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The Hunt Begins - You check the attestation papers for the Canadians who served in the Boer War.

Only one McKee served in the Boer War in a Canadian unit: one William A McKee.

Good match. Could be our man...

But the attestation paper shows McKee came from Charlottetown, PEI, over 1300 kms away from where his portrait has turned up...

How can a family pic migrate like that? Not a good match...

Also, William is listed as a Sergeant, and though, in the picture, he appears to hold what could be a non-Com's drill cane, he has no sergeant stripes on his tunic. Baah-humbug, not a good match... again...

Further research uncovers the name of a William A McKee on the World War I memorial at the Badjeros, Ontario, cemetery.

Better match. He's not far from Toronto. A lot closer to where our portrait turned up, than Prince Edward Island.

So forget the Wm. A McKee from PEI. And track down the new soldier from Badjeros.

Research on World War 1 vets uncovers several William A McKees.

And wonder of wonders, one is called William Alexander McKee, who came from Charlottetown, PEI, and who has the same birthday as our man: June, 1881. He also served in South Africa...

And both have a mole on their stomachs...

So our PEI William A McKee is the same William Alexander McKee who later signed up for World War I.

So it's probably he, whose name is on the Badjeros, Ontario war memorial...

Looking good.

We note on our William's WWI attestation paper that, on the eve of World War I, he signed up as Captain in the Artillery.

Another nice match for the portrait.

Our William is posed, then, not as a sergeant with a drill cane, but as a captain, with a swagger stick, and his rank are pips on his shoulder tabs, not stripes on his sleeve.

The ribbon bar that our William wears, on his left breast, helps date it. Thousands of Canadians got their first campaign medals for service in the Boer War. Photos show them displaying either the Queen's or the King's South Africa medals (QSA or KSA) on their studio photos.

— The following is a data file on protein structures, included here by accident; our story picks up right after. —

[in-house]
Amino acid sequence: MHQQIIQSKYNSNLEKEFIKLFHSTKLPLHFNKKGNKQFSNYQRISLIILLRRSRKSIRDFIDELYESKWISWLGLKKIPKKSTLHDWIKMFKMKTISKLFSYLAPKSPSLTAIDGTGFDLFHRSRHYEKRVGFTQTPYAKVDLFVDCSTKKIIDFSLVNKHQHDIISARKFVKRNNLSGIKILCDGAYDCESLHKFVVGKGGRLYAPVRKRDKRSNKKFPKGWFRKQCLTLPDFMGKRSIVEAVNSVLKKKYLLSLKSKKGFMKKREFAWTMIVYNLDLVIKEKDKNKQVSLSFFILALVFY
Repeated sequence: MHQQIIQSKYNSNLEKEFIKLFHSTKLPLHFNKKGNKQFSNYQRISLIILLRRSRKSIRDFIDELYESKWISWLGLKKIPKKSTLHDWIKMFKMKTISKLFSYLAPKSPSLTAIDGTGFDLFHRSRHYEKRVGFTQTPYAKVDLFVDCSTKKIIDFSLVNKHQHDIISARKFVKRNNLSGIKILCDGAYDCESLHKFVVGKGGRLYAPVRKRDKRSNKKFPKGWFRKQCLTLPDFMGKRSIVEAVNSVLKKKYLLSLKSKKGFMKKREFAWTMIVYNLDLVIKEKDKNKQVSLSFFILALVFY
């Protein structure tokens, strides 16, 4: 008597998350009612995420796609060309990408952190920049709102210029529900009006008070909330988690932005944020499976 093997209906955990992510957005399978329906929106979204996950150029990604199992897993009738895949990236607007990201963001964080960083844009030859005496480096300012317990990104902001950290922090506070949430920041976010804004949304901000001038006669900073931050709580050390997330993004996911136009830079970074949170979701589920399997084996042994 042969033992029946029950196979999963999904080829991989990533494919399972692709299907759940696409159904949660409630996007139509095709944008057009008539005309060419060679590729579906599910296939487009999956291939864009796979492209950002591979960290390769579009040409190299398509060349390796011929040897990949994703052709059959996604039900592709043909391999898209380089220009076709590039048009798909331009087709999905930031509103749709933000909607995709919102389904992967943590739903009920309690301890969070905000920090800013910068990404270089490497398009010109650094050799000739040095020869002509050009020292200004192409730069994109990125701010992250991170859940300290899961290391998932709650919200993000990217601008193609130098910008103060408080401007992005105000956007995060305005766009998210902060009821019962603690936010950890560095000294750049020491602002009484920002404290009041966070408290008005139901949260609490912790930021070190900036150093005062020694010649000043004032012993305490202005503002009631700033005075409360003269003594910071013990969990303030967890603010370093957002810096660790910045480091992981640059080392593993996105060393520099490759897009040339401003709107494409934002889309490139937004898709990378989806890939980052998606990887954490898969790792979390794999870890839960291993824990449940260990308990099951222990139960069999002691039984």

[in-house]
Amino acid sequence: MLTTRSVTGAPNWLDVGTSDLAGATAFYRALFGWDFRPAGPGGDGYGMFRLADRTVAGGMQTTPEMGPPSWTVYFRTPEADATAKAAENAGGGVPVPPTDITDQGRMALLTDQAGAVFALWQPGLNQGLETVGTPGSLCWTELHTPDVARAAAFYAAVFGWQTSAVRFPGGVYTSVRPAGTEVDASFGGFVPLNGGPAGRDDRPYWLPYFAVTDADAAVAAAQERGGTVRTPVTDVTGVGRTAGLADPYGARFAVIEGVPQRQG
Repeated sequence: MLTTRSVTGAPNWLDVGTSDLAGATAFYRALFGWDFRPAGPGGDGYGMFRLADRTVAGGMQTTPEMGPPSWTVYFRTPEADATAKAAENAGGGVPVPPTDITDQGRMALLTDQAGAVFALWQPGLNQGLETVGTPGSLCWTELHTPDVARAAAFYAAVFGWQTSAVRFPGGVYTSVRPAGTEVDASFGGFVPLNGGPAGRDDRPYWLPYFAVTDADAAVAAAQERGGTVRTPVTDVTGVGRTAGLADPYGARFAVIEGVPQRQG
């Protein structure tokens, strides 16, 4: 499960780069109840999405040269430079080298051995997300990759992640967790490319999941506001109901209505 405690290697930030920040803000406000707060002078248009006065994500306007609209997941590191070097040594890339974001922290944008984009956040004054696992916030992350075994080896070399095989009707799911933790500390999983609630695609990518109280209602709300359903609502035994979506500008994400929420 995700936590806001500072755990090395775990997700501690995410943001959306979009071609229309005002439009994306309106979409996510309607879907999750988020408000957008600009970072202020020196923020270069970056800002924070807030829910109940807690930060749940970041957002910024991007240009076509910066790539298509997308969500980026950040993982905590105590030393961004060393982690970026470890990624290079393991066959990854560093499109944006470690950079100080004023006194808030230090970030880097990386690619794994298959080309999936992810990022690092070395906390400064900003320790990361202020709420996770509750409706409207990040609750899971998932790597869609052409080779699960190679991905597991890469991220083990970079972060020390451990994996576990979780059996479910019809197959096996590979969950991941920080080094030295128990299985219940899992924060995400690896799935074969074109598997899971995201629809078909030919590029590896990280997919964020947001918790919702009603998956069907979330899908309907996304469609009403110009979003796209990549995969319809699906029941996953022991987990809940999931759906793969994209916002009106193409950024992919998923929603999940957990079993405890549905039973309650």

On their fighting duds they wore ribbon bars. The ribbon bar shown on William's tunic, though not decipherable, shows that the photo is post 1902.

In fact it was common for soldiers to have to wait years before they would get their medals for a war that was over in May, 1902.

Our William would not get his medals till 1905.

For some reason, though he did not sign up till January 1902, a full year after Queen Victoria had died, he was still eligible for the QSA, not the KSA.

Probably since Edward would not be crowned king until after the war was over, the dead queen still ruled, and issued medals...

 

 

 

 

 

 

Medal Roll - William was entitled to a single medal, the QSA with three bars for Cape Colony, Transvaal, and South Africa 1902. But it would have been a single ribbon bar, as shown on his tunic.

The picture then is definitely post Boer War and dates from somewhere between 1905 and 1914.

When he progressed from being a sergeant in the 10th Canadian Field Hospital Unit of the Canadian Army Medical Corps, to become a captain of artillery in the 6th Battery of the II Brigade of the Canadian Army.

In civilian life William had progressed too. Like the 600,000 Canadians who served in World War I, William was a civilian volunteer, taking time off civvy street, to fight for Queen and Country.

William had gone to the Boer War as a musician.

When he signed up in 1914, he lists himself as an accountant with the Inter Colonial Railway.

 

 

 

 

 

 

 

 

 

Postscript: Our William is not the McKee who is named on the Badjeros, Ontario, war memorial.

On his WWI attestation paper William Alexander McKee notes his next of kin live in St. John, New Brunswick.

He also lists his employer as the Inter Colonial Railway, so he probably also lived in St. John. He hadn't moved to Toronto.

Further research finds that the William A McKee listed on the Badjeros, Ontario war memorial is William Archibald McKee, of nearby Grand Valley, Ontario.

He was a former school teacher, born in 1897, who was killed as an artillery gunner in World War I.

The mystery continues: how did a New Brunswick's vet picture end up in Toronto?

Ultimately someone probably moved out of the chronically depressed Maritime region to economically vibrant Ontario, and brought the family heirloom with them.

 

 

 

 

 

 

 

 

 

 

 

 

 

 

 

 

 

 

 

 

 

 

 

 

 

 

 

 

 

 

 

 

 

 

 

 


 

 

 

 








 

Great Canadian Heritage Treasure

How many times have you come across an unsigned picture of a veteran? Lamentably most vet portraits lack a name.

The Toronto family from whose estate this picture came said it was William McKee...

Not much to go on. No time; no place; no unit. Just a soldier with a drill cane...

But you want some corroboration to see how a portrait that turns up in Toronto, Ontario, could match someone with that name...

It's obviously Boer War era - the charcoal, which was a popular medium in the 1880s and 90s, his uniform, the facial hair.


Charcoal, Oval Framed Portrait, William McKee - c 1905
Orig. charcoal - Size - 33 x 48 cm
Found - Toronto, ON


The Mysterious William McKee c 1905